Björk, an Icelandic singer and actress, has a cute symbolic tattoo on her left upper arm. It is a Norse protection symbol called Vegvísir, which has a deep meaning. The Icelandic word literally means ‘guidepost’ or ‘direction sign’. In modern popular culture the Vegvísir is often called Runic Compass or See the Way. It is often associated with the Viking Age, which is not correct: this symbol is from the 17th century Icelandic grimoire called Galdrabók (‘magic book’). The origin of this type of witchcraft is difficult to ascertain: to some extent it derives from medieval mysticism and renaissance occultism, but also has a few connections with the ancient Germanic runic tradition. Vegvísir was drawn on one’s forehead with blood to prevent a person from getting lost. In 2008 movie Max Payne the tattoo artist who explains his theory about Viking wing tattoos, has a Vegvísir tattoo on his left shoulder.
Another Galdrabók symbol, even more popular in symbolic tattoos, is Ægishjálmur (‘helm of awe’). It is believed that this magic sign gives its wearer the ability to strike an enemy with fear and grants great magical powers. In 1667 Þórarinn Halldórsson was burnt in Iceland because he admitted that he carved Ægishjálmur on oak and practiced healing with the aid of magical signs.
Another Icelandic magical sign deserves special attention, since it is reported to give the power to become invisible. Hulinhjálmur (‘helm of disguise’) has to be drawn on a piece of lignite (brown coal) and then pressed against one’s forehead. The most complicated part is the preparation of the ink. One has to collect three drops of blood from the index finger of one’s left hand, three from the ring-finger of one’s right hand, two from the right nipple and one from the left nipple. Then the blood must be mixed with six drops of blood from the heart of a living raven and melted with raven’s brains and pieces of human stomach. This kind of magic was used as the best protection against enemies.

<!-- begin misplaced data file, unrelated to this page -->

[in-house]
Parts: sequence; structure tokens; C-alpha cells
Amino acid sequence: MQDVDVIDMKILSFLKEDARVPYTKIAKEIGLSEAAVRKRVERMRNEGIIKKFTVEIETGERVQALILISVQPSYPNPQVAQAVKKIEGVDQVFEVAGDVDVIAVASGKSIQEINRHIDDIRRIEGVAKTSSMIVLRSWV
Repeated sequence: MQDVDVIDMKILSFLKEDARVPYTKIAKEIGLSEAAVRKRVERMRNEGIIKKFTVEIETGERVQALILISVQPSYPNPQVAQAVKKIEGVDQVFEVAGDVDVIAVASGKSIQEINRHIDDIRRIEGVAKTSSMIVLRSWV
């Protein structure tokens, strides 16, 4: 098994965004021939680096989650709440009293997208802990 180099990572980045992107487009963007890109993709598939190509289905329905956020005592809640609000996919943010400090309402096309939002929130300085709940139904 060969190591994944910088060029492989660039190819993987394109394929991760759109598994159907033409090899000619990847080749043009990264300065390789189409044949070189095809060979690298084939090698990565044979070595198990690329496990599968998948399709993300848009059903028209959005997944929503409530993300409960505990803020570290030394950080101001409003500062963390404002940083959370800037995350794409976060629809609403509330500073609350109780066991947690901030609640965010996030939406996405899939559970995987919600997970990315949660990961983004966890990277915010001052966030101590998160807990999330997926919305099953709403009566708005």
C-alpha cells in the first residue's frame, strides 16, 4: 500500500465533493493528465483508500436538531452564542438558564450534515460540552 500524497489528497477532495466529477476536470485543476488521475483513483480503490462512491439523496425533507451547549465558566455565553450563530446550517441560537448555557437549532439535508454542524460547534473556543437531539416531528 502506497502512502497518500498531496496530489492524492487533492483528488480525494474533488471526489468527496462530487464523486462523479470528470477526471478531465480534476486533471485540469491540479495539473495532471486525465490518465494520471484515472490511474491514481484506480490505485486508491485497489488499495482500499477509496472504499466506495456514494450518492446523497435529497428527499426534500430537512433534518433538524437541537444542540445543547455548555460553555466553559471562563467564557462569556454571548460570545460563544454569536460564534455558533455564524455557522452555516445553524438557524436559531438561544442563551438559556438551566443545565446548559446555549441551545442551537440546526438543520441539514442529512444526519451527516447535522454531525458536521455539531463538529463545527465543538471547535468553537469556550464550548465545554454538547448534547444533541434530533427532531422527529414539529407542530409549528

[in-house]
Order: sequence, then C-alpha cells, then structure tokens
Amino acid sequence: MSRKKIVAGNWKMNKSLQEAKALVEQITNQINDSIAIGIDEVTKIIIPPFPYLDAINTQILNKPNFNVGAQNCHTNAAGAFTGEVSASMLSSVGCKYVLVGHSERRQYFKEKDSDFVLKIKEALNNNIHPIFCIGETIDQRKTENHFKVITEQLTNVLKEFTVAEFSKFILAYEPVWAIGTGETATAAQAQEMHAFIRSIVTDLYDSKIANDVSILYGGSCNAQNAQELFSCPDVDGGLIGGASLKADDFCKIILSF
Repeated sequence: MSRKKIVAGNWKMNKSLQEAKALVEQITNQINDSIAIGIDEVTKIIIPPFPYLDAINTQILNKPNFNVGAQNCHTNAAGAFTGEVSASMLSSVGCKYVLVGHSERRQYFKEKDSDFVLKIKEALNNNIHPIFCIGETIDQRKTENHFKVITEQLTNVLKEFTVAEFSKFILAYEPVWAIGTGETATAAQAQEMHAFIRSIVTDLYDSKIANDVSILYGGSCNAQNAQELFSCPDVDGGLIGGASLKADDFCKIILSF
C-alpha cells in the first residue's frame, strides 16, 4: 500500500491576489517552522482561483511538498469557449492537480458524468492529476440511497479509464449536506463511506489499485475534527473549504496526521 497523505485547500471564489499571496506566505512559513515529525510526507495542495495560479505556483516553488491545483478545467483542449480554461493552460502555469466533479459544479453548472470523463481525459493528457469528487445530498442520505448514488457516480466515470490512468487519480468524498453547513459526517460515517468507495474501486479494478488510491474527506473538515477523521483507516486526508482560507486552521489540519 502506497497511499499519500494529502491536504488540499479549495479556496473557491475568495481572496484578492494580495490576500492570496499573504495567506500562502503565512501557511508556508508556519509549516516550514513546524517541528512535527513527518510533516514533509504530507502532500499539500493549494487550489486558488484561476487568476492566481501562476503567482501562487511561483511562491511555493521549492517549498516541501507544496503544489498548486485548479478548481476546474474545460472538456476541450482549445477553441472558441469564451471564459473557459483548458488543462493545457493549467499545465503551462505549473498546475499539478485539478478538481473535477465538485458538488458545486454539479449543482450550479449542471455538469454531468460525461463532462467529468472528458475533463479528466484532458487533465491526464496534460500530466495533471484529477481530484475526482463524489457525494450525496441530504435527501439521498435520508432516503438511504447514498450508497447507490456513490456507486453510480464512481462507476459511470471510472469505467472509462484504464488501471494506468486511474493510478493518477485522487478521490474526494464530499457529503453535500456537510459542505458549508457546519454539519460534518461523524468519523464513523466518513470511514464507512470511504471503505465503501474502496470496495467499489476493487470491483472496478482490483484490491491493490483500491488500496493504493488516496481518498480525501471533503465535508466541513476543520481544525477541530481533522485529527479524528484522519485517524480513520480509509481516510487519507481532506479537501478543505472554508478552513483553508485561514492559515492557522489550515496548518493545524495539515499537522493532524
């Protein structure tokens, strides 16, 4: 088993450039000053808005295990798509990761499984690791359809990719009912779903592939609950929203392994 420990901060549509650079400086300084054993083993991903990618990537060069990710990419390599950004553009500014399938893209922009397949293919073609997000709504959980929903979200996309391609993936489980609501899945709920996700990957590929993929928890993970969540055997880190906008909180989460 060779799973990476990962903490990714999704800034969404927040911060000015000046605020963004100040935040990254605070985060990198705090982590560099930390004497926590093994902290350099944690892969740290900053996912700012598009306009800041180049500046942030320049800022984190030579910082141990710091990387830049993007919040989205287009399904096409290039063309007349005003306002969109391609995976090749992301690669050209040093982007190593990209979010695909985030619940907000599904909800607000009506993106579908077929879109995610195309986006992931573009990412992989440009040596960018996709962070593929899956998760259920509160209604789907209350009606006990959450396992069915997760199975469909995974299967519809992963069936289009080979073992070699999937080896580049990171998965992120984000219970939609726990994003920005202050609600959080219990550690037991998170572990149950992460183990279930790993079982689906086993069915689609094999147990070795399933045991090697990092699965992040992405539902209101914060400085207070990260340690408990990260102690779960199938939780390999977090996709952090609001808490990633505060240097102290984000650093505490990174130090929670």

the Vegvísir seems to be a modern invention, not being document anyplace beyond the late 1800s
The Vikings were pretty good at marking things. They didn’t leave any markings like those. The symbols in question have nothing to do with the Vikings. This stuff is more recent Icelandic witchcraft. Iceland has a rich culture of witchcraft.
I am a little confused about the time period that these symbols are associated with. I understand that the Helm of Awe and others are in the Galdrabrok, but I’ve also read that there have been previous mentions, such as in the Poetic Edda when Fafnir bears the symbol in battle. The collected texts in the Poetic Edda hold stories of heroes and mythology directly from the Viking age, correct? So would that mean that the origins of the symbols are 500+ years older than the Galdrabrok? The only thing I know the Galdrabrok certainly gives us is visual representation of the Helm of Awe and other symbols, but perhaps it does not hold the origins?
This is exactly what I thought, possibly the mentioning in the Galdabrók is the first time it had a visual presentation. I’m not sure about the Vegvísir however it wouldn’t be strange if vikings used an Ægishjálmur. However we may never know if the visual presentation would’ve been the same as in the Galdabrók